Managing risk to our heritage is a complex task, which needs to deal with an enormous variety of objects (we focus on tangible heritage, i.e. objects and buildings in particular), with tremendous variety in history, style, age, art and culture. People have very different values and agendas, which can sometimes clash. One area, for example, to consider is the potential impact of well meaning, but insensitively applied, risk management of otherwise worthy agendas such as safety or disabled access to heritage buildings (more here).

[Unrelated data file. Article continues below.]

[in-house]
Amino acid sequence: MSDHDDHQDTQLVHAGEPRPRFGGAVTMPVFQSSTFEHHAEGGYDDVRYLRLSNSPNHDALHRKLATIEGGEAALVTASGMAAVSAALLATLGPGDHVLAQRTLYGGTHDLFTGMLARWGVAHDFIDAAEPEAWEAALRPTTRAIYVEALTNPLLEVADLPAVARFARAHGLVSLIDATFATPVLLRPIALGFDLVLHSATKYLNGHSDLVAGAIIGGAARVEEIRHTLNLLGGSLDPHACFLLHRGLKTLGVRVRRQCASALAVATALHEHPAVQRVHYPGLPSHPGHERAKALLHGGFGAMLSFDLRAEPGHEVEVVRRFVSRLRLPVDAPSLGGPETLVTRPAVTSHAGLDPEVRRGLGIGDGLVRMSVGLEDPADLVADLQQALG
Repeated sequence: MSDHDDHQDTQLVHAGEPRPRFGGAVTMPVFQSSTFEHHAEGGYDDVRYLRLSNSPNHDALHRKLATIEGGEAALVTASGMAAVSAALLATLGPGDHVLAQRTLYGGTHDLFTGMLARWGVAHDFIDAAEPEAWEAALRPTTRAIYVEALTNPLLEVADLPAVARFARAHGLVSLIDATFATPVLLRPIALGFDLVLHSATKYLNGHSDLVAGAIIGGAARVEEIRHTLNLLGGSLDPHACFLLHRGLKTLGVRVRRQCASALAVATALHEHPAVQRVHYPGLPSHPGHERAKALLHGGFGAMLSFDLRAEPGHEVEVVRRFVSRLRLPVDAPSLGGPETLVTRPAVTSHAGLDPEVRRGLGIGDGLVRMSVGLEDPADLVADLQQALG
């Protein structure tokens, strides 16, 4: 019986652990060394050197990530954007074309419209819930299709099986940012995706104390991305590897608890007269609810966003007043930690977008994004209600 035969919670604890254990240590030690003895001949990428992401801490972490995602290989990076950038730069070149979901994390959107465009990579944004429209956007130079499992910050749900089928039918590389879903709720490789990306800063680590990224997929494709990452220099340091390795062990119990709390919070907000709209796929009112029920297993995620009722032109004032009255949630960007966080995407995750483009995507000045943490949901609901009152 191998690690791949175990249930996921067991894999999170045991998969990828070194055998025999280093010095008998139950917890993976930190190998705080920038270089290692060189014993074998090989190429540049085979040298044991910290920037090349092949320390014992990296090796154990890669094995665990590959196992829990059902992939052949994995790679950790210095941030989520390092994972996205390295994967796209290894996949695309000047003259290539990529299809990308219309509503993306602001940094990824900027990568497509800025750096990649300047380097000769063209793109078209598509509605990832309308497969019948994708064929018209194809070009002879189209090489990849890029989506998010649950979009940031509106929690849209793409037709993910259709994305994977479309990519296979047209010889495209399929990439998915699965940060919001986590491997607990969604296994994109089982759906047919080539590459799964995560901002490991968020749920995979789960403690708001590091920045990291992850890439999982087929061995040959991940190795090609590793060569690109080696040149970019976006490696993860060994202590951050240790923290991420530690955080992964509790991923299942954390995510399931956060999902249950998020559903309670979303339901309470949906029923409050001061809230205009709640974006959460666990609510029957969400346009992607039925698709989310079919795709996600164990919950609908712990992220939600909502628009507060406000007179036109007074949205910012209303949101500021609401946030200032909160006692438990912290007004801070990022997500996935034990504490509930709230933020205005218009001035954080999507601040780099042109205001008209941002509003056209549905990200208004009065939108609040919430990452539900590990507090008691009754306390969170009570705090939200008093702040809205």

The main focus of Centre for Decision Analysis and Risk Management research has been on a number of aspects of the effects of air pollution on the built cultural heritage. In addition to scientific research, focussing especially on soiling by particulate matter, the work has also considered development of sound economic appraisal of the costs associated with pollution damage, building on considerations of the methods for estimating the stock at risk.
The research is in detail in a book by John Watt, Johann Tidblad, Vladimir Kucera and Ron Hamilton entitled